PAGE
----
6.2.5. Backlash

6.2.6. Friction

6.3. On-site Adjustments

6.3.1. Zero Alignment

6.3.2. Servo Adjustments

6.3.3. Performance

6.3.4. Optimization

6.4. Measuring Devices and Error Detection

6.4.1. Potentiometers

6.4.2. Synchros

6.4.3. Inductosyn

6.4.4. Optical Measuring Device

6.4.5. Digital Error Detectors

6.4.6. Mechanical Shaft Encoder

6.4.7. Optical Encoders

6.4.8. Magnetic Encoder

6.5. Programming the Input Command to a Servomechanism

6.5.1. Analog Inputs

6.5.2. Digital Inputs

6.5.3. Digital/Analog Convertors

6.5.4. On-line programming

6.5.5. Satellite-tracking aerial


Chapter 7. Application of the Analog Computer to the Design of a Servomechanism

7.1. Introduction

7.2. Definition of Analog Computer Functions

7.2.1. High Gain d.c. Amplifier

7.2.2. Virtual Earth Concept

7.2.3. Integration

7.2.4. Differentiation

7.2.5. Addition

7.2.6. Application of the Potentiometer

7.2.7. Summary of the Basic Analog Computer Operations

7.2.8. Read-out Facilities

7.2.9. Programming a Simple Example

7.3. Preparation of the Problem for the Computer

7.3.1. Problem Description

7.3.2. Problem Definition

7.3.3. Scaling Factors

7.3.4. Preparing the Computer Diagrams

7.3.5. Static Check Procedure

7.4. Simulation of a Position Servomechanism

7.4.1. System Equations

7.4.2. Scaled Equations

7.4.3. Time Scaling

7.4.4. Problem Check Procedure

7.5. Design of a Compensating Network

7.5.1. Simulation of the Compensating Network

7.6. Non-linear Analog Methods

7.6.1. Introduction

7.6.2. Synthesis of Non-linearities

7.6.3. Limiter

7.6.4. Coulomb Friction

7.6.5. Dead Zone

7.6.6. Hard Limiter

7.6.7. Half-wave Rectifier

7.6.8. Hysteresis

7.7.Non-linear Computer Faculties

7.7.1. Arbitrary Function Generators

7.7.2. Generation of Functions of Two Variables

7.7.3. Particular Function Generators

7.7.4. Multipliers

7.7.5. Division

7.7.6. Relay Comparators

References and Bibliography

Chapter 8. Hybrid Computers in Servo Design

8.1. Introduction

8.2. The Parallel Hybrid Computer

8.2.1. Parallel Hybrid Computer Elements

8.2.2. Analog Section Elements

8.2.3. Logic Section Elements

8.2.4. Linkage Elements

8.3. Applications of the Parallel Hybrid Computer

8.3.1. Computing the Transient Response of a System for Increasing Values of Disturbance, e.g. Increasing Values of Step Input

8.3.2. Computing Transient Responses for Increasing Values of Initial Conditions

8.3.3. Computing Transient Responses for Increasing Values of Parameters

8.3.4. Boundary Value Problems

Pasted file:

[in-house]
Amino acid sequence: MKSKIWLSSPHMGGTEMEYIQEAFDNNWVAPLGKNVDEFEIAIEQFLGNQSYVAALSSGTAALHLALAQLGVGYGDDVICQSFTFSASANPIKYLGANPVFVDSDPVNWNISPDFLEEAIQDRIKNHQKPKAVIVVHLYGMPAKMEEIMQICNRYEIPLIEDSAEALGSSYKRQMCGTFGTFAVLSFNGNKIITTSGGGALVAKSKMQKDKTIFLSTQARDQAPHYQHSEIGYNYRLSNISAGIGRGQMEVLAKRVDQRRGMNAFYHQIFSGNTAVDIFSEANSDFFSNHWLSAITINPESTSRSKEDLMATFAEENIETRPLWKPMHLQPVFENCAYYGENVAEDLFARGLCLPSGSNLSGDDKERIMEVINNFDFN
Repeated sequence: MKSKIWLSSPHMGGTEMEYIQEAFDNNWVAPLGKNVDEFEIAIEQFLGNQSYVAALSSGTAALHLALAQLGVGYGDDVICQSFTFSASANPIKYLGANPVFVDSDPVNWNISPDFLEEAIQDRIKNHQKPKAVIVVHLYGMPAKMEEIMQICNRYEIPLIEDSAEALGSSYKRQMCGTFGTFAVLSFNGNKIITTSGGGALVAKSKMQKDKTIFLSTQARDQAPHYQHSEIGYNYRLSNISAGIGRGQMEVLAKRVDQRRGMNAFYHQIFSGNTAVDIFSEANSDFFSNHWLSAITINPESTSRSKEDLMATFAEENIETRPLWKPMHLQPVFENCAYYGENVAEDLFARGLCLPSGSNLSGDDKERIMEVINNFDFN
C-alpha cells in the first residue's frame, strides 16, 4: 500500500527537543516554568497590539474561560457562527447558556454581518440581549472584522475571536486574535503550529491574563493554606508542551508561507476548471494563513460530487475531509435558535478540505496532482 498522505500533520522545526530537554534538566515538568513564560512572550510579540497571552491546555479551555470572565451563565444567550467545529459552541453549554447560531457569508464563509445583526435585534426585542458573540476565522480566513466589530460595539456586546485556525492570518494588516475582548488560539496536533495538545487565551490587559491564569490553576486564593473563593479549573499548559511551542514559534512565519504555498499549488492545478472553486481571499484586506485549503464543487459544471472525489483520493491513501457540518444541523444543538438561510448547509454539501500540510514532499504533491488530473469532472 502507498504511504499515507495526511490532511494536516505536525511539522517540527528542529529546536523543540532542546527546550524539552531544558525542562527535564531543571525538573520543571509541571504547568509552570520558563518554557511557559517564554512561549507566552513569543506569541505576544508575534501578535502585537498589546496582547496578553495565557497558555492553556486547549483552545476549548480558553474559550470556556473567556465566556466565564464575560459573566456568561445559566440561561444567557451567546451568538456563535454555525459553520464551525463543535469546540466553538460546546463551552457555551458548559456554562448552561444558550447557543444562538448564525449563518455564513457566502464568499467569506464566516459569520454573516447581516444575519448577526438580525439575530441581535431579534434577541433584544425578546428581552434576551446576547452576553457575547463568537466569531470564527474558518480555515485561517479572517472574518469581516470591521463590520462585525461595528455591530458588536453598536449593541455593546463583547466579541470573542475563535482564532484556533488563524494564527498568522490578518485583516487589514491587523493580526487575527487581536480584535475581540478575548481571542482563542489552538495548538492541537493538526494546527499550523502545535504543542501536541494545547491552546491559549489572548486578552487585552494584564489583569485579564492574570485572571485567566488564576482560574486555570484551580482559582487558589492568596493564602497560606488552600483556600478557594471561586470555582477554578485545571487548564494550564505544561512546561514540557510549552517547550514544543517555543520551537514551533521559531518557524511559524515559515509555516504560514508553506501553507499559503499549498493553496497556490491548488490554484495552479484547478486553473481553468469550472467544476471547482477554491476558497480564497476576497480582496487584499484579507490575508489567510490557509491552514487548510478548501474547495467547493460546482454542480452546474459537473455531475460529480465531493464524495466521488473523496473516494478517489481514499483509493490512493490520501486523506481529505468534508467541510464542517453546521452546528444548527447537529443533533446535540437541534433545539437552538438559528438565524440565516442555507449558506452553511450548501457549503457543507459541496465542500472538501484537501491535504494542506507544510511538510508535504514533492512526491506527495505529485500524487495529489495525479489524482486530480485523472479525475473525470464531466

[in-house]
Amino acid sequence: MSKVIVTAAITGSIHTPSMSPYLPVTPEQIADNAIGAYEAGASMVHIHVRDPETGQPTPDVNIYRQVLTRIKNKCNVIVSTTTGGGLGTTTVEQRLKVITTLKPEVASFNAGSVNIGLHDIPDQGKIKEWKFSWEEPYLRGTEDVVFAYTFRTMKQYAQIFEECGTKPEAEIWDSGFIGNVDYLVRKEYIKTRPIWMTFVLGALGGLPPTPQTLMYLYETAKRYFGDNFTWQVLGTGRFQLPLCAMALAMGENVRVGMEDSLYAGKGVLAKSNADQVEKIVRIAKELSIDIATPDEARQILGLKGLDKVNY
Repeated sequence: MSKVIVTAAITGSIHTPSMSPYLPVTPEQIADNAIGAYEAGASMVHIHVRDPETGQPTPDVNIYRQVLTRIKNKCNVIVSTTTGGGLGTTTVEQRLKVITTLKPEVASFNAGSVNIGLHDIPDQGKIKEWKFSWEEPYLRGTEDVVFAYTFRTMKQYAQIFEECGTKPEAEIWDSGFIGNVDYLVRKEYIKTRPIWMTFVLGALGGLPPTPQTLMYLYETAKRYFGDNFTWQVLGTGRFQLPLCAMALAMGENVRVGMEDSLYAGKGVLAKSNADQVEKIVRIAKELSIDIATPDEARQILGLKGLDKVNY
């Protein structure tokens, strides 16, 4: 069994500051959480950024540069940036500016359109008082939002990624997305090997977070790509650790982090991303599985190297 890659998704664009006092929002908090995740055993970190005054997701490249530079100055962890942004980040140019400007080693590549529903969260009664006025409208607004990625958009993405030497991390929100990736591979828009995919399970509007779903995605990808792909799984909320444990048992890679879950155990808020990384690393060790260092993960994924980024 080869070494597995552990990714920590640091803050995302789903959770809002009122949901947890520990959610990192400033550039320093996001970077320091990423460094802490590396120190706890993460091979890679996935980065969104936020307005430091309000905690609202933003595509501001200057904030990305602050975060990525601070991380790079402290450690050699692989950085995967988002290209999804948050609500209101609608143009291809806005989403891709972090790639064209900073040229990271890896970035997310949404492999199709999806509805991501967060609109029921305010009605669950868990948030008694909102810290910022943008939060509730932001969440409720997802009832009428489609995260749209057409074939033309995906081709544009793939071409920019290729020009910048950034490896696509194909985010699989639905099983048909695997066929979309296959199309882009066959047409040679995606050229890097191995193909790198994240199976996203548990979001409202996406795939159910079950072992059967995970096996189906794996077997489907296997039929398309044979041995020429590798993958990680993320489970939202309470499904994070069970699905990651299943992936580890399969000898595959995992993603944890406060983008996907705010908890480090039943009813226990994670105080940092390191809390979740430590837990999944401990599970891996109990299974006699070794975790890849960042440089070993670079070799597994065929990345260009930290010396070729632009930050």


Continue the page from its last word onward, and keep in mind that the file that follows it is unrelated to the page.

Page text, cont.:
8.3.5. Simulation of Systems which Contain Decision-making Elements

8.4. Optimization of a Position Servomechanism

8.4.1. Method of Solution

8.4.2. Solution on a Parallel Hybrid Computer

References and Bibliography

Chapter 9. Servo Amplifier Design

9.1. Introduction

9.2. Amplifiers for Large Position Servos

9.2.1. d.c. Transistor Amplifiers

9.3. Low Power a.c. Servo Amplifiers

9.4. Low Power d.c. Servo Amplifiers

9.5. Power Output Stages

9.6. Low Level Amplifiers

9.7. Modern Techniques and Construction

9.7.1. Silicon Integrated Circuits

9.7.2. Thin Film Circuits

9.7.3. Thick Film Circuits

9.7.4. Micro-welding Techniques

9.7.5. Potting and Encapsulation

9.7.6. Multi-layer Printed Circuit Boards and Plated-through Techniques

9.7.7. Semiconductor Cooling Devices and Vapour-phase Cooling Systems

9.8. Summary and Future Trends

9.9 Examples


Chapter 10. Thyristor Applications

10.1. Introduction

10.2. Thyristors, Firing Circuits and Ratings

10.2.1. Construction and Operation of the Thyristor

10.2.2. Trigger Requirements

10.2.3. A Typical Firing Circuit with Phase Control

10.2.4. Thyristor Ratings

10.3. Thyristor Power Amplifiers

10.4. Design of a Thyristor Power Amplifier for a 50 h.p. d.c. Motor Velocity Servo

10.4.1. System Specification

10.4.2. Selection of Amplifier Configuration

10.4.3. Voltage Rating of Thyristors and Protection

10.4.4. Thyristor Current Ratings and Protection

10.4.5. Amplifier Design Fuse Protection Calculations

10.4.6. Steady-state System Design

10.4.7. Regenerative Braking and Reversing

10.4.8. Ripple Instability

10.5. Variable Speed a.c. Motor Drives

10.5.1. Variable Frequency Control

10.5.2. Variable Voltage Control

10.5.3. Modified Kramer Drive


Chapter 11. Reliability

11.1. Introduction

11.2. The Fundamentals of Reliability Theory

11.2.1. The Exponential Reliability Model

11.3. Component and Equipment Testing Using Different Approaches

11.3.1. The Established Reliability Approach

11.3.2. AGREE Testing

11.3.3. The "Testing Extra" Approach to Equipment Reliability

11.4. The Designer's Approach to Equipment Reliability

11.4.1. Reliability Through Derating

11.4.2. Derating of Semiconductors

11.4.3. Derating of Capacitors

11.4.4. Derating of Resistors

11.5. The Achievement of Reliability Through Equipment Construction

11.5.1. Equipment Sealing

11.5.2. The Use of Plated-through Printed Circuit Boards

11.5.3. Printed Circuit Connectors to Interconnect Boards

11.5.4. Wire-wrapped Joints

11.5.5. Encapsulation of Components or Modules

11.5.6. Exotherm

11.5.7. Shrinkage Stress

11.5.8. The Use of Fillers

11.5.9. Ingress of Moisture

11.6. Equipment Reliability Through Component Selection and Examples

11.7. Equipment Reliability Through Redundancy Techniques

11.8. Reliability Through the Use of Micro-electronics Techniques

11.9. Summary of the Approach to Equipment Design




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D. R. Wilson